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Tooth Decay 101

Brunette woman wearing a yellow blouse touches her cheeks because she is worried about tooth decay in her mouth

Every six months when you visit one of our CarolinasDentist offices for a professional cleaning and exam, our team closely evaluates the health of your teeth. We identify any potential signs of early-stage tooth decay and treat cavities when they are severe enough. Today, we want to talk about how tooth decay and cavities occur, and give you some tips for avoiding them.

What Happens When a Tooth Begins to Decay?

The progression of tooth decay occurs differently for every patient. For some, it occurs over the course of several months, while others it takes years to fully develop into a cavity. The first stage occurs when your tooth enamel, the hardest surface in your body, weakens through a process called demineralization. Typically a small white spot or streak will form on the surface of your enamel where demineralization is taking place. This is a soft spot; it’s not permanently damaged, but it’s not strong either. When bacteria in your mouth produce an acidic byproduct as they feed upon your dietary sugar, this acid continues to strip away the minerals in your enamel. Further erosion and weakening of the enamel eventually leads to permanent damage, exposing the underling dentin and sensitive inner pulp. Eventually, the damage causes a hole or pit, called a cavity, through the layers of your tooth that needs to be cleaned out and then repaired with a filling.

How Quickly Does Tooth Decay Spread?

Without treatment, the erosion of your tooth enamel can spread to your dentin. If decay reaches dentin, it can result in painful tooth sensitivity, as dentin contains tiny tubes that connect to nerve endings of your inner tooth. Once decay reaches dentin, it can quickly proceed to the root of your tooth and destroy the pulp. At this stage, root canal therapy is often the only option to save the tooth. Root canal therapy is a virtually painless procedure that removes the decay and damaged pulp, and caps the tooth with a protective dental crown before a painful abscess or infection can form. If left untreated, severe decay can lead to infection of your gums, loss of the tooth, and even bone loss.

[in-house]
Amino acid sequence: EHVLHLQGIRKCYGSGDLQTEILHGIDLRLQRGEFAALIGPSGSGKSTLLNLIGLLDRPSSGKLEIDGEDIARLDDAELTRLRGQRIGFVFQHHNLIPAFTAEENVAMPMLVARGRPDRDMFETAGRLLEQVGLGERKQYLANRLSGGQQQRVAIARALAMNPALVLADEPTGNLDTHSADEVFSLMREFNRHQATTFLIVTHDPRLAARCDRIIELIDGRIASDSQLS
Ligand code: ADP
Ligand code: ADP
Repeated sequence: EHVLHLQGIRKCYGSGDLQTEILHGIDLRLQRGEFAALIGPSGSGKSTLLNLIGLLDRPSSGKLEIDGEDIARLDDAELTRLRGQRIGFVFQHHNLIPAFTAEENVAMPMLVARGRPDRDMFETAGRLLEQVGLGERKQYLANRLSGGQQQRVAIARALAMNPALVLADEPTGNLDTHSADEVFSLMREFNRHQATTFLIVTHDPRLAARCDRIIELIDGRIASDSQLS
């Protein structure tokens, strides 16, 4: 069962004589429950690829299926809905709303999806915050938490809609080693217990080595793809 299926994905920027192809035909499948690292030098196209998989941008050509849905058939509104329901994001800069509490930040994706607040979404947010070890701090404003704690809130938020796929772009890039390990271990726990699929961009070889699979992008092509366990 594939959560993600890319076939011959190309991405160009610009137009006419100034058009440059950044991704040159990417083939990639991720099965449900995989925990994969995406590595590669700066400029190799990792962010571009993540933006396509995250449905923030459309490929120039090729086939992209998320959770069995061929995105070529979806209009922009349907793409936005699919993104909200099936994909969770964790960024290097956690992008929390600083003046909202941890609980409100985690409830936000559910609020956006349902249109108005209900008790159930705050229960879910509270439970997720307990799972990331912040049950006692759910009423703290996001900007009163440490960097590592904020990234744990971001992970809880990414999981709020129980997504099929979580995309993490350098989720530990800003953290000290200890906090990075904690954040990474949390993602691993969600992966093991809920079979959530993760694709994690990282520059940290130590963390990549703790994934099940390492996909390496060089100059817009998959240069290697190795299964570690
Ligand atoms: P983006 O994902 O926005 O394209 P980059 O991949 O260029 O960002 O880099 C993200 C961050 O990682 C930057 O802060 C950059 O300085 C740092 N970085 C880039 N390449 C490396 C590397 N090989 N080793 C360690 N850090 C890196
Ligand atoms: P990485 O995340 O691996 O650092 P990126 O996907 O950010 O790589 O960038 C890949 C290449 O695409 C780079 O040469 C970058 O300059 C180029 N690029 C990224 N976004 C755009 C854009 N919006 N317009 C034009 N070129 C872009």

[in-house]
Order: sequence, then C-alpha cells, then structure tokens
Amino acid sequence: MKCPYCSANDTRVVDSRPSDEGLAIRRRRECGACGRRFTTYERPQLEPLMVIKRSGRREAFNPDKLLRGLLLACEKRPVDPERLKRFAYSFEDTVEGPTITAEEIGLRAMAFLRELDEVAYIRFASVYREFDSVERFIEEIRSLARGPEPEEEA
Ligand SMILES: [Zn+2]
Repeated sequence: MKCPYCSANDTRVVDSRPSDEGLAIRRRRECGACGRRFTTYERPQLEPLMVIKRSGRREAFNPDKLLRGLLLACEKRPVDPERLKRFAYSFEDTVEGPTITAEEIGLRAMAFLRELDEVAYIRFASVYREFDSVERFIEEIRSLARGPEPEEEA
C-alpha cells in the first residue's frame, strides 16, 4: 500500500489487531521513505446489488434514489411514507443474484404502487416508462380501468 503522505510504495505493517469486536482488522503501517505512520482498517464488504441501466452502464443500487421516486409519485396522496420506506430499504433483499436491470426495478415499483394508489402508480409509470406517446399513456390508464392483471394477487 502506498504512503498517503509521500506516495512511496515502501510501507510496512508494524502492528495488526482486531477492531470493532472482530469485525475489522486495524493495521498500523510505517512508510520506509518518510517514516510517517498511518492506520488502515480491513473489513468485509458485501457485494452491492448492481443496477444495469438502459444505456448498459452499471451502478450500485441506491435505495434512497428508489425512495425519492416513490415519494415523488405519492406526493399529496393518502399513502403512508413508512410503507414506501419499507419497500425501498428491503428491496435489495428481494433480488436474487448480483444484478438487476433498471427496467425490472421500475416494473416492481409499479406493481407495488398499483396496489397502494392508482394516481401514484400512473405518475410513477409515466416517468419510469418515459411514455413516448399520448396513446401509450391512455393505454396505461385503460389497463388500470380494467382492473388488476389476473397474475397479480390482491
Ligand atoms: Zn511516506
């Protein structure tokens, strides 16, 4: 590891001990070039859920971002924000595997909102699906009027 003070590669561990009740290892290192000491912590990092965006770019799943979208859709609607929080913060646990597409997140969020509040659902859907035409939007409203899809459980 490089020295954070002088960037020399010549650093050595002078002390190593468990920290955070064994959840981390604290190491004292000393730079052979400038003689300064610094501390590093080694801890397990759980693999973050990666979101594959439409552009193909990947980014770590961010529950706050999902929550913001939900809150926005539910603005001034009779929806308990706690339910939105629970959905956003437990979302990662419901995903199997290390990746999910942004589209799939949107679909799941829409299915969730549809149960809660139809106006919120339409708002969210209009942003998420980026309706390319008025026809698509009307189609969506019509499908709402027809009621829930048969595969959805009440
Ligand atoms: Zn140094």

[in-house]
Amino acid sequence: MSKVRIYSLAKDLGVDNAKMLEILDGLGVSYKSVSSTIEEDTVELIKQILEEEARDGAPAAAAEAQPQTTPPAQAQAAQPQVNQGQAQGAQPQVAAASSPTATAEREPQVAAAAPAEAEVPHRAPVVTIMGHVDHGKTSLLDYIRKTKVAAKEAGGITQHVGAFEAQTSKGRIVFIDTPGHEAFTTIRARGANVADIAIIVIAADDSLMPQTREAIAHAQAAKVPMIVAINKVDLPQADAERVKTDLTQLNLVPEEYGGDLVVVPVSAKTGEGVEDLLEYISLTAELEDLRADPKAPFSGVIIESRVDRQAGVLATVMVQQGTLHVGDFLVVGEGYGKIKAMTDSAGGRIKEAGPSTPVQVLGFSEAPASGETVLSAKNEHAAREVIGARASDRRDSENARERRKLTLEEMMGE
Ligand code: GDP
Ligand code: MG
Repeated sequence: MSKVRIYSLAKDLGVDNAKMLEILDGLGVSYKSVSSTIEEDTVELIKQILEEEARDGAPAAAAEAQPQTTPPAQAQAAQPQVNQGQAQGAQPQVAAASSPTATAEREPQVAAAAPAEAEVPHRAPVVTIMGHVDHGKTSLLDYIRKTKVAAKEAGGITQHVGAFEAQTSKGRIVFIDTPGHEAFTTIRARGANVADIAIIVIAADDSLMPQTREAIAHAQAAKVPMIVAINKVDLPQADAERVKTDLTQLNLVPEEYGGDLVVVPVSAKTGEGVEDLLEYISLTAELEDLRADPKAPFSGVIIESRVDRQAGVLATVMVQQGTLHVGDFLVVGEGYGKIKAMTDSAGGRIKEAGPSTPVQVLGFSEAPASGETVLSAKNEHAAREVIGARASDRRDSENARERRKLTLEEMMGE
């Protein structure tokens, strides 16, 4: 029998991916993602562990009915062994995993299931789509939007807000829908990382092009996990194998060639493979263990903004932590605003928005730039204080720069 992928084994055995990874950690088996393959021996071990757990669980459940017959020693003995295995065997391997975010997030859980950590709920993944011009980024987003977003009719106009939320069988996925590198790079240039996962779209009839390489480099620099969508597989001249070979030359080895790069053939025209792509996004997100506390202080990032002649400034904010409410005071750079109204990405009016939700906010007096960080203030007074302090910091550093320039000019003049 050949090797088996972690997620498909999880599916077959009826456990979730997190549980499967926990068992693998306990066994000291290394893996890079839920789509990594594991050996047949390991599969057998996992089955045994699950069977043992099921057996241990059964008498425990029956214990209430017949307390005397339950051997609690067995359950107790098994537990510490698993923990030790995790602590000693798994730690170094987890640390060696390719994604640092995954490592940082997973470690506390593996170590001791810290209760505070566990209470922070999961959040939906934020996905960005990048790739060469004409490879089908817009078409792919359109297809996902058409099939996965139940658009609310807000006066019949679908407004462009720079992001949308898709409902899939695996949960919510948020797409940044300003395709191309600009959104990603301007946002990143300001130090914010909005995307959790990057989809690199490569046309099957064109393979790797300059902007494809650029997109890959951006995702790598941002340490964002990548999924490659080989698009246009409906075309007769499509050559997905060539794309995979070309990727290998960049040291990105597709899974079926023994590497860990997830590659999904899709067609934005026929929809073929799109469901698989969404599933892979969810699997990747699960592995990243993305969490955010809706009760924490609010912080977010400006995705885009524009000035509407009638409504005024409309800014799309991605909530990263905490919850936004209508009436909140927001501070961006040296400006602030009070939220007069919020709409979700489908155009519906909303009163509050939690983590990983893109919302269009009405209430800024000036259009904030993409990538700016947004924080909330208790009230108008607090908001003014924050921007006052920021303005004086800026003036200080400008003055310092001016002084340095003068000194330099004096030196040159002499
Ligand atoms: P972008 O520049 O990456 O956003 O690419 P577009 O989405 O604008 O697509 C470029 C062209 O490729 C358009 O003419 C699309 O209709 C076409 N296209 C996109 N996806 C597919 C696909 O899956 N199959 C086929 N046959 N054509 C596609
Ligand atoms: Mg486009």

Is Tooth Decay Reversible?

If we catch tooth decay in its early stages, we can often treat these soft softs and strengthen them before they progress to full-blown cavities. Although enamel is not living and can’t regrow in areas where it is damaged, we have a secret weapon: remineralization. Through the process of remineralization, fortifying minerals such as fluoride, calcium, and phosphate are deposited back into the crystalline mineral structure of your tooth enamel to re-harden your enamel and strengthen your tooth. Remineralization is a natural process, aided by your saliva, water, and a diet high in tooth-healthy foods.

Ask Us for Tooth-Strengthening Tips!

The best way to protect your mouth from tooth decay is to practice good oral care at home. Brush your teeth twice each day and floss every day to keep your smile healthy and strong. Eat a nutritious diet, drink plenty of water, and chew only sugar-free gum. To ask our team any additional questions about tooth decay or to schedule a checkup to be sure your mouth is cavity-free, contact our office today.

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